Calling for Power of Design in Action

Competition Details


by Raelynn Oleary
Co-authors: Matt Powers, Tzu-Wei Powers

When a major disaster hits close to home, most people have one of two reactions: “Where can I get help?” or “How can I help those who need it?” Being unable to answer either question puts a person in the unfortunate position of feeling helpless and disconnected in the midst of a confusing and dangerous environment. Aid workers and organizations will certainly arrive on the scene soon. However, their progress through the disaster scene to those in need will be slow. The delay is due partly to logistical issues inherent to providing large amounts of material aid in a disaster zone, but also due to a lack of local knowledge. Additionally, aid organizations’ expertise is in providing immediate aid, not in long-term community building or engaging those in the population who were not immediately affected by the disaster and have help to offer their neighbors. To fill this gap, we introduce Scout.

Scout is an information gathering, organization and visualization system that engages local volunteers.Through the use of a specialized toolkit, the volunteers gather aid requirements, pool community resources and match available aid with those in need. The information gathered by the local volunteers is collected by aid organizations and visualized in a custom application to aid logistical decisions of the distribution of material and manpower.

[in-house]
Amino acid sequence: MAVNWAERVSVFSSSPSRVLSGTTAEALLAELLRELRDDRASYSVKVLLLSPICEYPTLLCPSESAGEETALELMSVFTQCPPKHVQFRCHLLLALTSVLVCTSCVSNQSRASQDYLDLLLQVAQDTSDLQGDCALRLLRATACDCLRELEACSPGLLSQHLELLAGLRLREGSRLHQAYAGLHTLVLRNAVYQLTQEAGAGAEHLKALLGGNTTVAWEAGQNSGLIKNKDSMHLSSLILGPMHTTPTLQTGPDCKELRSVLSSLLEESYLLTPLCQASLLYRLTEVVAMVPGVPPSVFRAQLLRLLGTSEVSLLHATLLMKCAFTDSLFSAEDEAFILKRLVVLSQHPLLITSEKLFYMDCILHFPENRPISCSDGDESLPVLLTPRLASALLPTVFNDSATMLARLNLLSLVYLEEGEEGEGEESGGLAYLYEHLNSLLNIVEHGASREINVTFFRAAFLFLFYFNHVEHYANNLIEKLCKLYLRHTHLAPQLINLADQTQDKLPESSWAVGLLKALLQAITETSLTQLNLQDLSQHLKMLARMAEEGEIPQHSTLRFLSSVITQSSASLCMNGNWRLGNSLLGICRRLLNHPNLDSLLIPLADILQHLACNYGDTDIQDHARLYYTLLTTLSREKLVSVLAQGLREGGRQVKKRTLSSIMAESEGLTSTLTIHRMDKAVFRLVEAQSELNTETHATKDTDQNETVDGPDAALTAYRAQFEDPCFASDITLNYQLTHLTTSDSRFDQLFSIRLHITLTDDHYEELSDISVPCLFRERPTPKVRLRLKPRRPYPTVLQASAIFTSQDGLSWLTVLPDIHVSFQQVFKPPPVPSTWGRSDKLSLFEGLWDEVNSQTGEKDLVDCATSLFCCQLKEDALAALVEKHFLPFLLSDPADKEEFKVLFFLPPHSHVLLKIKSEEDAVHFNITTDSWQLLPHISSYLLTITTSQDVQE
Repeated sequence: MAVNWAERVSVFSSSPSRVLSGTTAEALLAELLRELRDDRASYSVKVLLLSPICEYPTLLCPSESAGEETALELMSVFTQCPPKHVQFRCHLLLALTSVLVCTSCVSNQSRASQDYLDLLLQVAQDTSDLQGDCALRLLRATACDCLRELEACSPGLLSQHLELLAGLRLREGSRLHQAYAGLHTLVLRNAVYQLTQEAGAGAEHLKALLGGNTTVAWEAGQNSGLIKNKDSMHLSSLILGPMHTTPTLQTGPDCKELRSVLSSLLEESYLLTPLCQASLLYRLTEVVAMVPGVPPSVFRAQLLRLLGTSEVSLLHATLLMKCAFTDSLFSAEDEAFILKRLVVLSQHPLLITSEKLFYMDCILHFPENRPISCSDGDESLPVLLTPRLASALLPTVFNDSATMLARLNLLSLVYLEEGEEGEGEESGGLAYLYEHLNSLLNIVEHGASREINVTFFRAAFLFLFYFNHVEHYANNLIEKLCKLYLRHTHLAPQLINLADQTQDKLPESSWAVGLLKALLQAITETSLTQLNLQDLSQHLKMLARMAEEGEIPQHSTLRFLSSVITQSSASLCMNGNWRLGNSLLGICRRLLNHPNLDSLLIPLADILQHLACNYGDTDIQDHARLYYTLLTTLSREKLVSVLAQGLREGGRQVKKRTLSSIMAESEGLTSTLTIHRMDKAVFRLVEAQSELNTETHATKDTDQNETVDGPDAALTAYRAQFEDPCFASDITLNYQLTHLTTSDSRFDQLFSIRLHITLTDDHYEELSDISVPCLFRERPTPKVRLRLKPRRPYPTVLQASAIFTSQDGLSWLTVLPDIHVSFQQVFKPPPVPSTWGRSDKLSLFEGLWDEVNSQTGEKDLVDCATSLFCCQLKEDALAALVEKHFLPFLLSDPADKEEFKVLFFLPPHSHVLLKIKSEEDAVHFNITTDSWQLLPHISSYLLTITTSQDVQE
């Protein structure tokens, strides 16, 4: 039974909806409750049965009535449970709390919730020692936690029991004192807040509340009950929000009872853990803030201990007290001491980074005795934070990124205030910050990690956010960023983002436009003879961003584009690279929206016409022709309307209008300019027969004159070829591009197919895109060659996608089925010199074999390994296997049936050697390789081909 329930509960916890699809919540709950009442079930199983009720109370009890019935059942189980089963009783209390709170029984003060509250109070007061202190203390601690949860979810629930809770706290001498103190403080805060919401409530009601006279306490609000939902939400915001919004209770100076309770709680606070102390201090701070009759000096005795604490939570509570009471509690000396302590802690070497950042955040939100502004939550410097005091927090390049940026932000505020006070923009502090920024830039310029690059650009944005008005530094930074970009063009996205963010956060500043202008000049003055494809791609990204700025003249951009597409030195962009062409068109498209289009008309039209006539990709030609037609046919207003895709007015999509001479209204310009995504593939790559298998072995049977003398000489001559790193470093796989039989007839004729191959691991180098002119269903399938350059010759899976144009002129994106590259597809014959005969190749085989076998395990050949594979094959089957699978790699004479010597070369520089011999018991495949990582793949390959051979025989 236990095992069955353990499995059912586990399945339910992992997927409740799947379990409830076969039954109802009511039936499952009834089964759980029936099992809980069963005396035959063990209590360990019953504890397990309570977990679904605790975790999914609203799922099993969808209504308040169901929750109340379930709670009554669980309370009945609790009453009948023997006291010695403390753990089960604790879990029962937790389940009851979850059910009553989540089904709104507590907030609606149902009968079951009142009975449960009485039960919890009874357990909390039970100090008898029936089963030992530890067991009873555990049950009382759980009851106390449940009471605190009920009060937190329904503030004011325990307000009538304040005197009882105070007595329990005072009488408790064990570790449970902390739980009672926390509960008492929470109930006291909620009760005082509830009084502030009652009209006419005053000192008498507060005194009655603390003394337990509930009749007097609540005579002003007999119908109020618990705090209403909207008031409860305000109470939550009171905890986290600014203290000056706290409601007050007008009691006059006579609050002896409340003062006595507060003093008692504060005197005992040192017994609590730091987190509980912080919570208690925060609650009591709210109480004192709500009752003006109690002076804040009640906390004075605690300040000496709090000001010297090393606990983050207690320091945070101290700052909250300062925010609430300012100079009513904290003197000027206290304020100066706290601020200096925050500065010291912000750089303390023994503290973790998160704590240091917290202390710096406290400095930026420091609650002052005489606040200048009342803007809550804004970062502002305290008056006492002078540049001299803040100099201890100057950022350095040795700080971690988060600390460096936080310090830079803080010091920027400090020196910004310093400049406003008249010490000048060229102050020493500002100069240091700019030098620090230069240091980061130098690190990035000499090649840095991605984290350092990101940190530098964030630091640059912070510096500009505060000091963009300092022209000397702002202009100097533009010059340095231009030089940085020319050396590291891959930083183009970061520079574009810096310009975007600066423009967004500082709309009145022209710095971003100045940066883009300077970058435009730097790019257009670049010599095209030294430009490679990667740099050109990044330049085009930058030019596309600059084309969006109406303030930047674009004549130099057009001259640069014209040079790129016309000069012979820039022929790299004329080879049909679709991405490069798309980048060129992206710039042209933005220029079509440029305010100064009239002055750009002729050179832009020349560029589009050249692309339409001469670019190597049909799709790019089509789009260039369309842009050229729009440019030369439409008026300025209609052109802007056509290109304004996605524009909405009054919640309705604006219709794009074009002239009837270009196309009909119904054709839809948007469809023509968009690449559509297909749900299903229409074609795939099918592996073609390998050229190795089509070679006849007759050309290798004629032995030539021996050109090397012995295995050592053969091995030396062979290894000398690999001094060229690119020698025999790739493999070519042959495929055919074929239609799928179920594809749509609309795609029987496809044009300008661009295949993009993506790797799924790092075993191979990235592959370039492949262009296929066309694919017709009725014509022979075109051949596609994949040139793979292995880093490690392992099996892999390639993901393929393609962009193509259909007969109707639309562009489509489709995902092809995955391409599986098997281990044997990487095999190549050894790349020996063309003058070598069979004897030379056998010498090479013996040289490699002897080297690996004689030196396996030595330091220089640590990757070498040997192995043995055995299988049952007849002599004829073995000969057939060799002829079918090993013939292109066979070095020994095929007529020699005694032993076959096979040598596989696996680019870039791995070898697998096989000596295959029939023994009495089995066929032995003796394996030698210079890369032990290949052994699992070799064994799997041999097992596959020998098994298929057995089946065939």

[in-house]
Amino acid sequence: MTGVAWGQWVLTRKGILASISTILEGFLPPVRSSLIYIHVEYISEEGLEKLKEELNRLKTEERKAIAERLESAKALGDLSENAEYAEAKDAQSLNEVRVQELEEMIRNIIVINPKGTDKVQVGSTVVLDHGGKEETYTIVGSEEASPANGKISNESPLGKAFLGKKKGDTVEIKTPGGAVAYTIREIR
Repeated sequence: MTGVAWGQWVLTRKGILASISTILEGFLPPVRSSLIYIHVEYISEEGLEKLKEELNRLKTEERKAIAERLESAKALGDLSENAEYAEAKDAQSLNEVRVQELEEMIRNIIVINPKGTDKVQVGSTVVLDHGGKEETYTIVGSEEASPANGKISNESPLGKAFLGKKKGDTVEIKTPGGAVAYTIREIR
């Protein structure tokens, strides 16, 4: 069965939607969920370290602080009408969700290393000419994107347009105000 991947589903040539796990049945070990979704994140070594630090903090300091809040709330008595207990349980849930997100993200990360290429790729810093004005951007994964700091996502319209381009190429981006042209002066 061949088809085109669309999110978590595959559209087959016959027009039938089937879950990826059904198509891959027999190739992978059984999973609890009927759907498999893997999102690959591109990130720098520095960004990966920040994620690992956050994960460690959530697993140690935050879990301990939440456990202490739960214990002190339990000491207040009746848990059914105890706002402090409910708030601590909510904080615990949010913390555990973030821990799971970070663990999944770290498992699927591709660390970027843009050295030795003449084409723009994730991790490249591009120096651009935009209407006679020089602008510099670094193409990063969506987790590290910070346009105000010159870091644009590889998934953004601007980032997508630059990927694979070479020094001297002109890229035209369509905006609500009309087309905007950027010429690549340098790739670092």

The Scout toolkit includes cards designed for detailed documentation of aid needs in the community and a map of the area to visually record high level information on where aid is needed or available. While the physical design makes the task easier, it is the social design that sets Scout apart. Nominally, the volunteers hand off the gathered information to centralized hubs that distribute it to global aid organizations. However, when the opportunity arises, the volunteers have the authority to short-circuit the system and connect citizens in need with neighbors who have aid to offer.

Supporting and encouraging this localized decision making and direct neighbor-to-neighbor supply of aid helps to build lasting relationships within the community. The result is the organization of local channels of aid, a population empowered to help their neighbors and rebuild their communities in the long term, and improved aid distribution and response times from aid organizations.